Driving the Week: SCOTUS, Spending and Contempt
This week will be pivotal in shaping our nation’s policies, politics and the Presidential campaigns.
Earlier today, the U.S. Supreme Court upheld what is widely viewed as the central element of the Arizona immigration law, the section which requires police offers to check the immigration status of those stopped, detained or arrested in the state. Although this section was the most controversial, it was the only part that the Supreme Court upheld. All other provisions were struck down, including provisions allowing police to arrest immigrants without a warrant if “probable cause” exists, making it a state crime for illegal immigrants not to carry registration papers or government identification, and forbidding illegal immigrants to apply, solicit or perform work in the state.
The Supreme Court this morning also struck down a challenge to Citizens United in Montana, asserting that corporations, unions and other special interests have the same First Amendment rights as citizens.
On Thursday, the Supreme Court will also decide the fate of Obamacare. Speculation has been flying for months, with four possible outcomes expected:
- Upholding the entire law;
- Striking just the individual mandate;
- Striking the individual mandate and several other provisions, including the requirement of insurers to accept all customers and forcing insurers to charge everyone the same, regardless of medical history; or
- Striking the entire law.
But the Supreme Court is not the only campaign shaper this week: federal student loan rates are set to double this Sunday, from 3.4% to 6.8%. But according to the Washington Post Editorial Board (and us, previously), spending $6 billion now is worse than the rates doubling on Sunday:
“The student-loan rate is hardly an established standard; only students who took out loans this year got it. It resulted from a Democratic campaign gimmick — promising to halve student loan rates — and it’s expiring because, after making the promise, Democrats didn’t really want to pay for it. ‘Doubling’ the rate would not affect existing student loans, only new ones. There are better ways to encourage college access, such as shoring up the Pell Grant program. The subsidized loan program would still give students a good deal, with terms far more generous than the market could offer borrowers with little or no credit history. Extending today’s low loan rate for a year — yes, lawmakers want to extend it for just a single year — is not worth the $6 billion it would cost.” (emphasis added)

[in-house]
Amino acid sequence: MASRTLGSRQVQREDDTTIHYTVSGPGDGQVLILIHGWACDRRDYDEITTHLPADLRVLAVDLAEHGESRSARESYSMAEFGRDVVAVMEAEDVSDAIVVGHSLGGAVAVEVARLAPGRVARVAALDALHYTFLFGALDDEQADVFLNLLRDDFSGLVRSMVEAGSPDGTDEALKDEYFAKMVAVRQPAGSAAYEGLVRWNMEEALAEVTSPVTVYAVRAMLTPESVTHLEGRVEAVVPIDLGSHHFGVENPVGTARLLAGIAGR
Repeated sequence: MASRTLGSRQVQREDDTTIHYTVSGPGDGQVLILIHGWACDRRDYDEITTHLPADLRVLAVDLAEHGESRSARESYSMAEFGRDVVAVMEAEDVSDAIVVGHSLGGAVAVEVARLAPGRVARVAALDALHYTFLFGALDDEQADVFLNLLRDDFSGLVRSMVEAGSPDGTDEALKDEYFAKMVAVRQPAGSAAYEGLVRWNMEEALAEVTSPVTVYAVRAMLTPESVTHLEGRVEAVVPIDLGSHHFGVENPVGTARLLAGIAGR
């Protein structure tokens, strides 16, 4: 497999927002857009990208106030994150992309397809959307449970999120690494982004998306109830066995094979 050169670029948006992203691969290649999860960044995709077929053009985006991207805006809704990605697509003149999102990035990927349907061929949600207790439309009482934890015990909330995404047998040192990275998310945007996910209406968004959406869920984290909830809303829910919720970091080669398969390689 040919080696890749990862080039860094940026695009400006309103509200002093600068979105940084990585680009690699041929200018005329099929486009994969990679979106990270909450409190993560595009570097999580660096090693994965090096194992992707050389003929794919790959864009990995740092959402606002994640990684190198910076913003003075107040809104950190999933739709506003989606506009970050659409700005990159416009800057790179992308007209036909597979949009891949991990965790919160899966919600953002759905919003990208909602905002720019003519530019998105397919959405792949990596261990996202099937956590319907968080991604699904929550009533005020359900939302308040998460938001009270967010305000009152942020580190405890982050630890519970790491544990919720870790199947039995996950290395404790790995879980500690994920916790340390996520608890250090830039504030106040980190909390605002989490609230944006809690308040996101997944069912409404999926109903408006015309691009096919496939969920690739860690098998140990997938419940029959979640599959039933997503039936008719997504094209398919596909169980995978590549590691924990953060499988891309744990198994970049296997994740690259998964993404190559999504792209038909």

Beyond student loans, the transportation bill is set to expire at the end of this week as well. Politico’s Morning Transportation hints to a potential splitting of the highway bill, by putting provisions such as the Keystone XL pipeline and coal ash into a separate bill. Yet another short-term extension is still possible.
The House of Representatives is also set to hold a contempt vote against Attorney General Eric Holder for refusing to turn over documents related to “Fast and Furious.” President Obama asserted “executive privilege” over the documents in order to protect what appears to be a wide-ranging cover up. It also buys the administration more time because they now have to go over every single page of the withheld documents and explain why executive privilege applies. They could have done this 7 months ago, when the documents were asked for (if privilege applies now, it applied then), but now they have bought themselves additional months, likely pushing the issue past the election.
The House will also begin consideration of the Transportation, Housing and Urban Development, and Related Agencies Appropriations Act (H.R. 5972). It is a large spending bill that deserves scrutiny.
In other transportation votes, the House has postponed a vote on the Motion to Instruct Conferees that would protect states’ 10th Amendment rights by ensuring the federal government cannot use federal money to coerce them to enact distracted driving laws (which many are already doing).
Meanwhile, the Senate will vote on extending federal flood insurance. More on the federal government’s flood insurance program, here.
With so many pivotal issues this week, there will be plenty of fodder for campaigns, pundits and politicians. Heritage Action will help you sort out what it all means for the American people and their day to day lives.